Most animals have a foundation from which their bodies are structured, a frame if you will. This frame is known as a skeleton. There are three types of skeletal structures found in animals. The exoskeleton found in insects and crustaceans. The endoskeleton is found in vertebrates. The hydrostatic skeletal system is found in invertebrates.
The exoskeleton is made up of plates. The endoskeleton is made up of bone. The hydrostatic skeletal system is made up of fluids inside tubes in the body.
Insects and crustaceans use their exoskeleton to protect the soft tissue of the body. The structure consists of plates made of chitin. As the animal grows it sheds its skeleton and within minutes the soft tissue of the new exoskeleton hardens. Lobsters, crayfish, insects and snails are examples of animals with exoskeletons.
All vertebrates have endoskeletons which support the body. It is consists of bone made of calcium giving the rigidity of the structure, cartilage adds flexibility and the hollow bone contains marrow. It is an interactive system working with other systems of the body to maintain function and health. Though this structure does not provide protection for most of the body, the rib cage does provide protection to the vital lungs and heart. Also the pelvis protects the reproductive and lower digestive systems.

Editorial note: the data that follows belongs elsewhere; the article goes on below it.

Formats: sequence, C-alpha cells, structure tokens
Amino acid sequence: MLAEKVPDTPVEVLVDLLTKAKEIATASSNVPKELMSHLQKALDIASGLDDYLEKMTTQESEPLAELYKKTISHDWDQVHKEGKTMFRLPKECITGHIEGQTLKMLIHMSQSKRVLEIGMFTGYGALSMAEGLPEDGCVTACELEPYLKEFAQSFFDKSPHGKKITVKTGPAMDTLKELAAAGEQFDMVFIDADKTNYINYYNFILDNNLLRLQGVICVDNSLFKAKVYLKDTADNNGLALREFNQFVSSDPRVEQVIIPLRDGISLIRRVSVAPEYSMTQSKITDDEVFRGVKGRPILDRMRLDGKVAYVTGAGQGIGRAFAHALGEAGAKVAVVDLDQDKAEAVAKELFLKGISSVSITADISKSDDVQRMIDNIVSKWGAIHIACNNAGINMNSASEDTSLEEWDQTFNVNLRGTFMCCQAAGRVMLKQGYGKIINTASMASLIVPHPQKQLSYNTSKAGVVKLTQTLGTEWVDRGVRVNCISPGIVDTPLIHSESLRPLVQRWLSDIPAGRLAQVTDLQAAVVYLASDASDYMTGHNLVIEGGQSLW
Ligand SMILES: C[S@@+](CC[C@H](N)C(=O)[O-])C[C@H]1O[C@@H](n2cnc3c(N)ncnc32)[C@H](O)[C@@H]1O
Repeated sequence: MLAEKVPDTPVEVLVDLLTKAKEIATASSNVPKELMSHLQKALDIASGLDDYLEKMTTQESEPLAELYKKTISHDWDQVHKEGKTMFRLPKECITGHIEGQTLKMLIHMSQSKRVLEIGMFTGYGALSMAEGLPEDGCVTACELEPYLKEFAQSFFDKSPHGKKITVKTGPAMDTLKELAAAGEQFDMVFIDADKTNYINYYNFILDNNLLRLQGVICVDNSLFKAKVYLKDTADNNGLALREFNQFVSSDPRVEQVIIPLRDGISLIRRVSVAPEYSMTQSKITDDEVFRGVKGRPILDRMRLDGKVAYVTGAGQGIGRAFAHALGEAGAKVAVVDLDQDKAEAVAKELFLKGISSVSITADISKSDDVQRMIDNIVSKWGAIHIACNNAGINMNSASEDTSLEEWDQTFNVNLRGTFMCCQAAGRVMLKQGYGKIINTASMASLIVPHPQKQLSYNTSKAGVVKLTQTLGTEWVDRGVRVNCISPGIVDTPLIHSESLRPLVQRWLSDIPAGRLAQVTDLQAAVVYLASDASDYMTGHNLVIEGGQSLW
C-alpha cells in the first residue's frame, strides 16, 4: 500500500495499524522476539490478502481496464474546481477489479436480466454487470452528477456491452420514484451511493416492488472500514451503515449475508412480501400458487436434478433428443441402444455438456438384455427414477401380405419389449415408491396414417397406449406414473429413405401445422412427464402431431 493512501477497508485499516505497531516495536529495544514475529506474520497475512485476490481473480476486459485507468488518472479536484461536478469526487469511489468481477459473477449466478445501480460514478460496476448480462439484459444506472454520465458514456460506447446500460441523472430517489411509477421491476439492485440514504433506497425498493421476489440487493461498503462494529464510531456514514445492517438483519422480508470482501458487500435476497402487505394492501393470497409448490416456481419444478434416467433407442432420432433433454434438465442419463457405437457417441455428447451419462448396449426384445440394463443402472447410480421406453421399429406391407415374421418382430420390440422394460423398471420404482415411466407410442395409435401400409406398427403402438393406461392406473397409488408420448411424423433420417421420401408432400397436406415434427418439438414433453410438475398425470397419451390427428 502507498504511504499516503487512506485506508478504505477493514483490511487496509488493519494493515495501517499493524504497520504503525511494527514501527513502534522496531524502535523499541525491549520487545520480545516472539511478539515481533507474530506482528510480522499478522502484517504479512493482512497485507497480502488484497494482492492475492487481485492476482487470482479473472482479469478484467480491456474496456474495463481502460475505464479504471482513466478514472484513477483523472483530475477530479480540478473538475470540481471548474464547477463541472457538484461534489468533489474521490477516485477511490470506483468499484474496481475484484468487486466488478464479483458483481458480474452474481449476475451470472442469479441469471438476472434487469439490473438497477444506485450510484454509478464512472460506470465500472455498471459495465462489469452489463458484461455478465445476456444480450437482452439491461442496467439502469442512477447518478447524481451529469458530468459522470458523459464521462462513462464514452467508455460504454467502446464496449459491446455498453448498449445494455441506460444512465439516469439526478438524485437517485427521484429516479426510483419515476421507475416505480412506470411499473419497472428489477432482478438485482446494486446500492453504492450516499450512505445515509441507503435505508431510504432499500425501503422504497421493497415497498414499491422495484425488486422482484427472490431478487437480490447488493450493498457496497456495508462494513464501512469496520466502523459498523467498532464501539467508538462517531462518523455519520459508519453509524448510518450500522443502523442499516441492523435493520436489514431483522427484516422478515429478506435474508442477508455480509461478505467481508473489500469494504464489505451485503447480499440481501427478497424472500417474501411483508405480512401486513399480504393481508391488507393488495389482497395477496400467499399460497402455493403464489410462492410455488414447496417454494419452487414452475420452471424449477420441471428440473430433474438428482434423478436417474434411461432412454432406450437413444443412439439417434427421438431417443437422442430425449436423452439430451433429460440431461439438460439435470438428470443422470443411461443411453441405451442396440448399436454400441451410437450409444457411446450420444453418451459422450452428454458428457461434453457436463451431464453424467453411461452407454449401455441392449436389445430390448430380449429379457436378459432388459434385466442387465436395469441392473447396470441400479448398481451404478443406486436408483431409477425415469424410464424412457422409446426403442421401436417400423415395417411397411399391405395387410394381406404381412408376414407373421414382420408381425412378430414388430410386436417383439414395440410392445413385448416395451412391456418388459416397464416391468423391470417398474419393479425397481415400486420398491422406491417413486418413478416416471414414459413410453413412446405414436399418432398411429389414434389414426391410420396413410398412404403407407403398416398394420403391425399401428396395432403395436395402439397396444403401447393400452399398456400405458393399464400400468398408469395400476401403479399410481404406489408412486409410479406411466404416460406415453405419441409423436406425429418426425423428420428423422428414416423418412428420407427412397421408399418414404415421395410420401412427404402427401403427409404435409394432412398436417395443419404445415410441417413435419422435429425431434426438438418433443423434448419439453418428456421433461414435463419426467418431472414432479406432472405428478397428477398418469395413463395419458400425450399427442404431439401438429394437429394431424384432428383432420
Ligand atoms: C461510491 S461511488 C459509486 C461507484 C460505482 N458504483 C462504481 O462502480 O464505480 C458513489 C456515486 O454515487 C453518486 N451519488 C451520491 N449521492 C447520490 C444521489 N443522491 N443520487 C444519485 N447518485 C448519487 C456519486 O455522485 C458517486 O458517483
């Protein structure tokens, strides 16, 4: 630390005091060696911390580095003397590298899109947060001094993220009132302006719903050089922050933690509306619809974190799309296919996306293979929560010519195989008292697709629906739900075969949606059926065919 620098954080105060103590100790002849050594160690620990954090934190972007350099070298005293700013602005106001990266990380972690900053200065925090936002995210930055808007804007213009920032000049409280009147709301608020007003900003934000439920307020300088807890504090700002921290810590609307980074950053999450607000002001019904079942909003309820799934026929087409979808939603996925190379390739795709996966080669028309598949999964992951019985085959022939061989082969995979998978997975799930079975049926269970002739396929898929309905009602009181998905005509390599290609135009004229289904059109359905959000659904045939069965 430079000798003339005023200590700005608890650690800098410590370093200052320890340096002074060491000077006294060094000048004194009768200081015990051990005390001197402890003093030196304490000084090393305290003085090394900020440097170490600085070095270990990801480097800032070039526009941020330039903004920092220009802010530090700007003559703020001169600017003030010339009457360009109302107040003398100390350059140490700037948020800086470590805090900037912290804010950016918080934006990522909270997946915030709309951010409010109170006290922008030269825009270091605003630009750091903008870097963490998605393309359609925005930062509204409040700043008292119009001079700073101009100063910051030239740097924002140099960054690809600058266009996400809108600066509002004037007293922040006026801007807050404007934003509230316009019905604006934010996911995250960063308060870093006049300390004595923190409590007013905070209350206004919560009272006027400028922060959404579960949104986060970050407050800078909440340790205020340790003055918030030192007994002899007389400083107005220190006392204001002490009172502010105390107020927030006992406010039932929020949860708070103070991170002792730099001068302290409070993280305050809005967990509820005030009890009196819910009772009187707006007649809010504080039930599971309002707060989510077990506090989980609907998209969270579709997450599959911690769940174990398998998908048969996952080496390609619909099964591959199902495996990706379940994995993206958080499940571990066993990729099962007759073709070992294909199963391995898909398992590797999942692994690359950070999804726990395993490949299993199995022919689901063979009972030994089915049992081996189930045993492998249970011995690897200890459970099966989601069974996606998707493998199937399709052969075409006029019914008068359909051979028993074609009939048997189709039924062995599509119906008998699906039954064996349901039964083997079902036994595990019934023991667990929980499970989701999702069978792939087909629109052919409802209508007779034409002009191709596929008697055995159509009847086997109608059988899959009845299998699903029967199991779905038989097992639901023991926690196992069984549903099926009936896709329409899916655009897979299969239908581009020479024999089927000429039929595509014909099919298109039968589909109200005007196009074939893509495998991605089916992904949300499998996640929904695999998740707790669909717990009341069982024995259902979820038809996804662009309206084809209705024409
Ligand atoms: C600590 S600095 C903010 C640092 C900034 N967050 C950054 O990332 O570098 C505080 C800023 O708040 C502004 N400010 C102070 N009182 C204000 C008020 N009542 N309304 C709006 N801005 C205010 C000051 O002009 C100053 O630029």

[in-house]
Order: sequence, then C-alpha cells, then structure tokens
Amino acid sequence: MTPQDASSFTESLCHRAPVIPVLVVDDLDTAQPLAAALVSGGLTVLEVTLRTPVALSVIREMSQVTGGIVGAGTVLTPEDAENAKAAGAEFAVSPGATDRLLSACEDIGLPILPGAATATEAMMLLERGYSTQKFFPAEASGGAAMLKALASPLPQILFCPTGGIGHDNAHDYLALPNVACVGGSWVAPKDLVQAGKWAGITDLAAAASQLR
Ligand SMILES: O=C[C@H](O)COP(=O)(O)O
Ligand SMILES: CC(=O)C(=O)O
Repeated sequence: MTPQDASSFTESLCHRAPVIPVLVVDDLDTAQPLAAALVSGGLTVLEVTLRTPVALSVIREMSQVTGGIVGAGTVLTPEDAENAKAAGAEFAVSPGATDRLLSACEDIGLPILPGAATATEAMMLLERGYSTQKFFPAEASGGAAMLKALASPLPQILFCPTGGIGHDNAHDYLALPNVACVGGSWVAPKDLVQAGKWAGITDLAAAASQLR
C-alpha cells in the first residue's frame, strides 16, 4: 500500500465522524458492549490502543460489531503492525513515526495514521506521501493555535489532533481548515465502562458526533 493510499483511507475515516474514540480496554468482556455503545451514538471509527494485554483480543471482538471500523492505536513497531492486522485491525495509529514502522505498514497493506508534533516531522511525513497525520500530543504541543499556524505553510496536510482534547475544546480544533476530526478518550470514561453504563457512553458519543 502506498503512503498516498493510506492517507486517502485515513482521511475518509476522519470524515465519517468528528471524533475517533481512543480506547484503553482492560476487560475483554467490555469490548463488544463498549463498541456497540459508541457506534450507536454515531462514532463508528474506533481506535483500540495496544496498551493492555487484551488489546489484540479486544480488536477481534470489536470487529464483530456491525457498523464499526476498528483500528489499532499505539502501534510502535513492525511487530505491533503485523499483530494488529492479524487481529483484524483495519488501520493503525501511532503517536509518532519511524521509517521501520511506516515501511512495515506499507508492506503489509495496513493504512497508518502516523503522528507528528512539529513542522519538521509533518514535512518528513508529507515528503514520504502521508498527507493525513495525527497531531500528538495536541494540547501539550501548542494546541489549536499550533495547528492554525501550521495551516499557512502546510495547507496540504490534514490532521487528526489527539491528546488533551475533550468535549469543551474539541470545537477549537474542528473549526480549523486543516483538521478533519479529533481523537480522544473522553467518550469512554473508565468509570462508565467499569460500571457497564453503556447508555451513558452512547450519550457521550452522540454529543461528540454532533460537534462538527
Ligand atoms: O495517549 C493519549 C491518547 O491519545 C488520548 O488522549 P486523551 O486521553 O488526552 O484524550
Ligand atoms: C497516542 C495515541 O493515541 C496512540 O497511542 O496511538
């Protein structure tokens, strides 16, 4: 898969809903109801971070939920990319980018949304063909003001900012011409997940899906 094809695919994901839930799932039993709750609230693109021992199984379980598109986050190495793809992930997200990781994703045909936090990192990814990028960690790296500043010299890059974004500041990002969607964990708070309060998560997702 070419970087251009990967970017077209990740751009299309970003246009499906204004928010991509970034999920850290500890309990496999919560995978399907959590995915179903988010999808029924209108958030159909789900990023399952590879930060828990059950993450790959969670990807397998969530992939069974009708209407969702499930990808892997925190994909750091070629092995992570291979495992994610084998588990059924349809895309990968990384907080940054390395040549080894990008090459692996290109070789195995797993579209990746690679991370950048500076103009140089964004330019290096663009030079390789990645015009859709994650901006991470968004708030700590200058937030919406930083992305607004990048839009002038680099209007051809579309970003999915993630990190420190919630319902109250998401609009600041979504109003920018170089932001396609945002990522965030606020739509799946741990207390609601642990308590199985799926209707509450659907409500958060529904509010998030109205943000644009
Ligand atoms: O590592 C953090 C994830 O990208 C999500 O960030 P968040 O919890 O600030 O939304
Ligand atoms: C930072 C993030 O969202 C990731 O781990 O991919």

The hydrostatic skeleton is found in invertebrates. Its function is movement. The contraction of muscles cause the fluid to flow through a tube system called a coelom thus extending appendages. It also allows these organisms to change shape enabling them to move through their habitat. The jellyfish uses this system to control its tentacles. The earth worm is a prime example of structure changes. This is the most prevalent of the three skeletal systems as invertebrates make up the majority of organisms on earth.